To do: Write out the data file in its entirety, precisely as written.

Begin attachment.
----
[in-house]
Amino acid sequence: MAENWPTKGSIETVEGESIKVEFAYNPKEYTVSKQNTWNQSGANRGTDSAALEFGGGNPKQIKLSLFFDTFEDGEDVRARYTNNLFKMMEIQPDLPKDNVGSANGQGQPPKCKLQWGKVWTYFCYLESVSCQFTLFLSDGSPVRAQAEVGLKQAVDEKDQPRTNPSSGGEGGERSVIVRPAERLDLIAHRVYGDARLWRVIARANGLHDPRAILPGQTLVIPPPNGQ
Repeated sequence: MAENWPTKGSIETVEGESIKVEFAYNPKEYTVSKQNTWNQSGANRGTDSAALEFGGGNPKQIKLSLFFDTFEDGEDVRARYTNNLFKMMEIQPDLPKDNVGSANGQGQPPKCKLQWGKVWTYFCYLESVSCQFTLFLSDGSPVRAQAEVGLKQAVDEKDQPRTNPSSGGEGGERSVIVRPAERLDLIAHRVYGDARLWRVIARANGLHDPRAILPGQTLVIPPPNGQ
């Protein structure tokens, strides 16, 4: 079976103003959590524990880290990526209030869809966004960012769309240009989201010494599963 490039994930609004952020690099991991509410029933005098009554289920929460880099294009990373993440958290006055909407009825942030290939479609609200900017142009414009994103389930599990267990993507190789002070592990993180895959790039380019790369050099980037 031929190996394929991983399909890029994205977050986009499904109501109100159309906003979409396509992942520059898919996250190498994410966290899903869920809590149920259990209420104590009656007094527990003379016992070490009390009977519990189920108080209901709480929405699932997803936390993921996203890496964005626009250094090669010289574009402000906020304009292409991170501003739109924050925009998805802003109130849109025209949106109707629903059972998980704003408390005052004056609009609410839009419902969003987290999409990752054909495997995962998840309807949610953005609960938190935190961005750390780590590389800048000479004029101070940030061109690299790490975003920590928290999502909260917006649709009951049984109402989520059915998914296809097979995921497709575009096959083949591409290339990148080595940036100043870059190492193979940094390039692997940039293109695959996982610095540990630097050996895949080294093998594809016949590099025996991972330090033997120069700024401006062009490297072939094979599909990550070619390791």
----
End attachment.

[in-house]
Amino acid sequence: MAENWPTKGSIETVEGESIKVEFAYNPKEYTVSKQNTWNQSGANRGTDSAALEFGGGNPKQIKLSLFFDTFEDGEDVRARYTNNLFKMMEIQPDLPKDNVGSANGQGQPPKCKLQWGKVWTYFCYLESVSCQFTLFLSDGSPVRAQAEVGLKQAVDEKDQPRTNPSSGGEGGERSVIVRPAERLDLIAHRVYGDARLWRVIARANGLHDPRAILPGQTLVIPPPNGQ
Repeated sequence: MAENWPTKGSIETVEGESIKVEFAYNPKEYTVSKQNTWNQSGANRGTDSAALEFGGGNPKQIKLSLFFDTFEDGEDVRARYTNNLFKMMEIQPDLPKDNVGSANGQGQPPKCKLQWGKVWTYFCYLESVSCQFTLFLSDGSPVRAQAEVGLKQAVDEKDQPRTNPSSGGEGGERSVIVRPAERLDLIAHRVYGDARLWRVIARANGLHDPRAILPGQTLVIPPPNGQ
């Protein structure tokens, strides 16, 4: 079976103003959590524990880290990526209030869809966004960012769309240009989201010494599963 490039994930609004952020690099991991509410029933005098009554289920929460880099294009990373993440958290006055909407009825942030290939479609609200900017142009414009994103389930599990267990993507190789002070592990993180895959790039380019790369050099980037 031929190996394929991983399909890029994205977050986009499904109501109100159309906003979409396509992942520059898919996250190498994410966290899903869920809590149920259990209420104590009656007094527990003379016992070490009390009977519990189920108080209901709480929405699932997803936390993921996203890496964005626009250094090669010289574009402000906020304009292409991170501003739109924050925009998805802003109130849109025209949106109707629903059972998980704003408390005052004056609009609410839009419902969003987290999409990752054909495997995962998840309807949610953005609960938190935190961005750390780590590389800048000479004029101070940030061109690299790490975003920590928290999502909260917006649709009951049984109402989520059915998914296809097979995921497709575009096959083949591409290339990148080595940036100043870059190492193979940094390039692997940039293109695959996982610095540990630097050996895949080294093998594809016949590099025996991972330090033997120069700024401006062009490297072939094979599909990550070619390791």